The prosecutor-general for Mashhad in Khorasan Razavi Province in northeast Iran says a man convicted of robbery has had his hand amputated.
“The convict, collaborating with his younger brother, robbed a jewelry shop nearly six years ago, when he was 25 years old,” announced ultraconservative Prosecutor-General Gholam Ali Sadeqi.
On October 14, the Khorasan newspaper quoted Sadeqi as saying, “The thief’s hand was amputated on Thursday while justice department officials and physicians were present at Mashhad’s central prison.”
Sadeqi described the punishment as executing “God’s chastening.”
The convict’s younger brother, who was 22 at the time of the crime, was sentenced to ten years in prison and 74 lashes.
“To provide security, the judiciary has a firm position vis-a-vis thieves who steal people's belongings,” Sadeqi affirmed.
In an interview with Radio Farda’s Baktash Khamsehpour, renowned veteran Iranian lawyer Ahmad Bashiri confirmed that, based on the Islamic code, punishment by amputation is still practiced in Iran.
Bashiri, a prominent judge before Iran’s 1979 revolution, said, “As long as the Islamic penal code rules over Iran’s justice system, punishment by amputation of organs will also continue.”
Earlier, the state-run Radio and TV had reported that the hands of three thieves had been amputated in the city of Qom, south of the capital, Tehran.
According to the deputy prosecutor-general of Qom, Youniss Davoudi, the amputations took place last month at Qom’s central prison.
In another interview with Radio Farda, U.S.-based Iranian lawyer and human rights activist Mehrangiz Kar criticized the punishment. “Had pre-Islamic revolution Iranian laws been reinstated, many of the country’s internal and international problems would have been addressed,” he said.
International human rights organizations have repeatedly condemned amputation as punishment in Iran, calling it barbaric and against international conventions.
The Convention Against Torture, the most important international human rights treaty dealing exclusively with torture, obligates signatory countries to prohibit and prevent torture and cruel, inhuman, or degrading treatment or punishment under all circumstances.
Though Islamic Republic has been long a party to the International Covenant on Civil And Political Rights, but has not signed The International Convention Against Torture. Meanwhile, Iranian law based on the Islamic Penal Code, does not recognize amputation of criminals as torture. In some cases, Iranian diplomats have been forced to defend the Islamic penal code.
In 2008, Iran’s ambassador to Spain defended amputation as punishment, saying it was akin to stopping the spread of gangrene in Iranian society.
“Our laws allow for the amputation of the hand that steals. This is not accepted by the West, but the field of human rights should take into account customs, traditions, religion, and economic development,” Davoud Salehi maintained at the time.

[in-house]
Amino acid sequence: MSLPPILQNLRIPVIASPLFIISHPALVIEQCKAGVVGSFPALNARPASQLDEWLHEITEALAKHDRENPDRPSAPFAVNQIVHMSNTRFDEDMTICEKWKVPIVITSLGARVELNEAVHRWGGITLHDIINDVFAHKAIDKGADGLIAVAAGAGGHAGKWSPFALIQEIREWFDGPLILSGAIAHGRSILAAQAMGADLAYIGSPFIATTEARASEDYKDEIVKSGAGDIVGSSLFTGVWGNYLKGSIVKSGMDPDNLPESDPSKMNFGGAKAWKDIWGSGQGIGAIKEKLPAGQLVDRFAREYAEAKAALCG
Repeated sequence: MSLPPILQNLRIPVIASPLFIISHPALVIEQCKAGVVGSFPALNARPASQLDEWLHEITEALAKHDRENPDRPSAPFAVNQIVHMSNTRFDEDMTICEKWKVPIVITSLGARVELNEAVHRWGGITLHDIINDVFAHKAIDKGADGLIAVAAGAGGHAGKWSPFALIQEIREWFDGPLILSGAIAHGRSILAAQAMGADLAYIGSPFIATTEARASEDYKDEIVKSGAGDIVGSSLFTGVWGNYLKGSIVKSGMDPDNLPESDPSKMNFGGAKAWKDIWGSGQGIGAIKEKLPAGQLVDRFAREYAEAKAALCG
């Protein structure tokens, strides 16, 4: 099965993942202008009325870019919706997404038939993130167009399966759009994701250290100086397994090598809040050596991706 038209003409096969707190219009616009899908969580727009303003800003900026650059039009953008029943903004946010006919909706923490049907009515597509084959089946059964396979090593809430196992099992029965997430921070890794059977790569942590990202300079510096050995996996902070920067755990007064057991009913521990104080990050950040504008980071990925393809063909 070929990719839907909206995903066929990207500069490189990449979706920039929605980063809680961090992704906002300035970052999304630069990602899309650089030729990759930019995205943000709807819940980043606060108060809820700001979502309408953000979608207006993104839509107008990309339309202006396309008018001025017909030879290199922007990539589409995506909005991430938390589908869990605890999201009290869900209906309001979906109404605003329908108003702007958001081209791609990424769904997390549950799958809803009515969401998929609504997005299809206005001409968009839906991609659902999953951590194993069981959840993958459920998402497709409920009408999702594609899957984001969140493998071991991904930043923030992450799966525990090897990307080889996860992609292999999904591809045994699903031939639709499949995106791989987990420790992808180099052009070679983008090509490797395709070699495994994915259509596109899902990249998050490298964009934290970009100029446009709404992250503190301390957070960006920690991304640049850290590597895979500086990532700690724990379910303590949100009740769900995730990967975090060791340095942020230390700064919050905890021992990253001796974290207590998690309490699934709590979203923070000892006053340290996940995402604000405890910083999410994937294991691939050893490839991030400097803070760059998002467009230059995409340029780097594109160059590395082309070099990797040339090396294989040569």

Meanwhile, some judges in Iran prefer to ignore the Islamic penal code by avoiding sentencing robbers and burglars to amputating their hands.
Nevertheless, ultraconservative judges insist on issuing verdicts based on what they say is God’s will.
Prosecutor-generals like Sadeqi go further than that and compare themselves with the Almighty.
“A while ago, a friend of mine asked me why I get involved in everything. Therefore, I should emphasize here that the domain of the prosecutor-general’s authorities is only one phalanx smaller than that of Almighty God,” Sadeqi declared earlier this month.
Mohsen Kadivar, an Iranian Islamic scholar and author based in the United States, recently weighed in on Sadeqi’s comments on his website, pointing out, “Such remarks are an indication to the insatiable greed of the officials of the Islamic Republic for more power and authority.”
“The prosecutor-general and his seniors do not seek the definition of their authority in the constitution. They arbitrarily interpret cases and conclude that the domain of their authority is only one phalanx smaller than God’s,” Kadivar reiterated.
More than four years ago, Iran became the first country to use a finger-cutting machine to punish those convicted of stealing.
A video, showing the newly invented machine, was widely circulated on social media.
The images showed the amputation of a prisoner’s finger. The man was convicted of robbery in the southwest city of Shiraz, according to Iran Students News Agency.
In the images, the blindfolded man is led to the machine by three masked and hooded executioners. As two officials hold his arms, the third inserts his hand into the machine.
The head of the judiciary in Iran is directly appointed by Supreme Leader Ayatollah Ali Khamenei and is accountable only to him.
Iran’s prosecutors have a wide range of powers and, besides the right to prosecute citizens they can also block government measures, decisions, and plans.